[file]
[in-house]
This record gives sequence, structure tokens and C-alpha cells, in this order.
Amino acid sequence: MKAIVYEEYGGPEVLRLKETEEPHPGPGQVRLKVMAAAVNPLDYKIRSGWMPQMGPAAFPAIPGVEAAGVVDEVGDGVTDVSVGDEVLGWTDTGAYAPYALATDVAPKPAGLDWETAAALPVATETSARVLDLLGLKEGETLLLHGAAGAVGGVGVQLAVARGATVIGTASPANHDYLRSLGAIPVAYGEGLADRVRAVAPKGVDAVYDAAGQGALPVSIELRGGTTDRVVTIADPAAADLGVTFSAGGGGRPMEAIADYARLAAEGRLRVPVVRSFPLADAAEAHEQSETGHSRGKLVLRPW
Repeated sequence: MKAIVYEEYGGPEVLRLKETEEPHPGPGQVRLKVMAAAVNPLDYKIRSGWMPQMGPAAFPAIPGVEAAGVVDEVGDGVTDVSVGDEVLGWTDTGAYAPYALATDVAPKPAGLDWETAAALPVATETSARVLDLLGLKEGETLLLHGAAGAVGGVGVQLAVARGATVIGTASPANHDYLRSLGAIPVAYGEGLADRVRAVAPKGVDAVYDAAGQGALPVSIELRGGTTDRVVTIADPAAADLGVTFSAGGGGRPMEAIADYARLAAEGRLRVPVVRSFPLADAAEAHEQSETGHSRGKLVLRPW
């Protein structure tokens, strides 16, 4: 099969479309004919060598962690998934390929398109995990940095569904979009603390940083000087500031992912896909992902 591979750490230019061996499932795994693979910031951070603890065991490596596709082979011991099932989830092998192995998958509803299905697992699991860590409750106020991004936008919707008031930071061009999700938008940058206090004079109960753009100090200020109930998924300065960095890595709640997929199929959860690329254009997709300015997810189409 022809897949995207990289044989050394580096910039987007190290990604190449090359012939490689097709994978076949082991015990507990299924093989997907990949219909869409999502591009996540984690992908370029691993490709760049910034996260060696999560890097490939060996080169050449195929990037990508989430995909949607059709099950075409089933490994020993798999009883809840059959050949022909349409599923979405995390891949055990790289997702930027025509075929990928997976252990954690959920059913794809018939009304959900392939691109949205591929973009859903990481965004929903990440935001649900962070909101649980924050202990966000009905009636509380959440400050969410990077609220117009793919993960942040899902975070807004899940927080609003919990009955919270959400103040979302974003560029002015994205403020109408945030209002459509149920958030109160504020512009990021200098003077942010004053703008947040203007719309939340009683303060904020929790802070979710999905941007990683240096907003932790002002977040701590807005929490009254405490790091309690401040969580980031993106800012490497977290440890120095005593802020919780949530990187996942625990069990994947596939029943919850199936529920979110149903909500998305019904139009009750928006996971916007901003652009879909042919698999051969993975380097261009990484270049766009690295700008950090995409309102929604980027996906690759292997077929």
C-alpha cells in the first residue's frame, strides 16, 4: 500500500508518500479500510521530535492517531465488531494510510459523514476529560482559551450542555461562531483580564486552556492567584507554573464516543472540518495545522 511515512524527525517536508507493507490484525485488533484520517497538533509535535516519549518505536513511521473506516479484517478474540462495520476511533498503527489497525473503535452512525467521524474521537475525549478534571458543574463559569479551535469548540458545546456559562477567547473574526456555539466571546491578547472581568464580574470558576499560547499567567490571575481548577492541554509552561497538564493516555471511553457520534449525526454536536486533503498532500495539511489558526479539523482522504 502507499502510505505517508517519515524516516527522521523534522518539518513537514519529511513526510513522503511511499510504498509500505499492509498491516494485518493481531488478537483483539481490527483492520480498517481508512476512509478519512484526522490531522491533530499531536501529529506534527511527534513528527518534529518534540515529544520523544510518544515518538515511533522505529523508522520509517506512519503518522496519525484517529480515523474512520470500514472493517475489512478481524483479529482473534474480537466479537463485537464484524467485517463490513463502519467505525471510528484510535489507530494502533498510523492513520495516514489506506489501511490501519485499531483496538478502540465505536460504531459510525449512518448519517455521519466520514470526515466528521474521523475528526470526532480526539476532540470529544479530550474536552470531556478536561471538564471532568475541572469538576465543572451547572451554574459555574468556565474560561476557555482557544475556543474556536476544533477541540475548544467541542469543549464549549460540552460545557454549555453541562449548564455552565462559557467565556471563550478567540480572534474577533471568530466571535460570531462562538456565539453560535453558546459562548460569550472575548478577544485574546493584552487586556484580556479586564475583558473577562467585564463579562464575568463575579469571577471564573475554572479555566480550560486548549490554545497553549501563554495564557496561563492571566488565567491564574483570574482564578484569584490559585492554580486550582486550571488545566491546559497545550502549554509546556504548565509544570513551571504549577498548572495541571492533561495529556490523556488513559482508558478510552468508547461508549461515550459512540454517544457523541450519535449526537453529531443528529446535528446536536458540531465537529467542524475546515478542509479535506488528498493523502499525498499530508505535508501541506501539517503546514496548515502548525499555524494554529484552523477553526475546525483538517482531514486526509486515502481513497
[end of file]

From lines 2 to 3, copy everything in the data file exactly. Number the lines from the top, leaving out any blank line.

This record gives sequence, structure tokens and C-alpha cells, in this order.
Amino acid sequence: MKAIVYEEYGGPEVLRLKETEEPHPGPGQVRLKVMAAAVNPLDYKIRSGWMPQMGPAAFPAIPGVEAAGVVDEVGDGVTDVSVGDEVLGWTDTGAYAPYALATDVAPKPAGLDWETAAALPVATETSARVLDLLGLKEGETLLLHGAAGAVGGVGVQLAVARGATVIGTASPANHDYLRSLGAIPVAYGEGLADRVRAVAPKGVDAVYDAAGQGALPVSIELRGGTTDRVVTIADPAAADLGVTFSAGGGGRPMEAIADYARLAAEGRLRVPVVRSFPLADAAEAHEQSETGHSRGKLVLRPW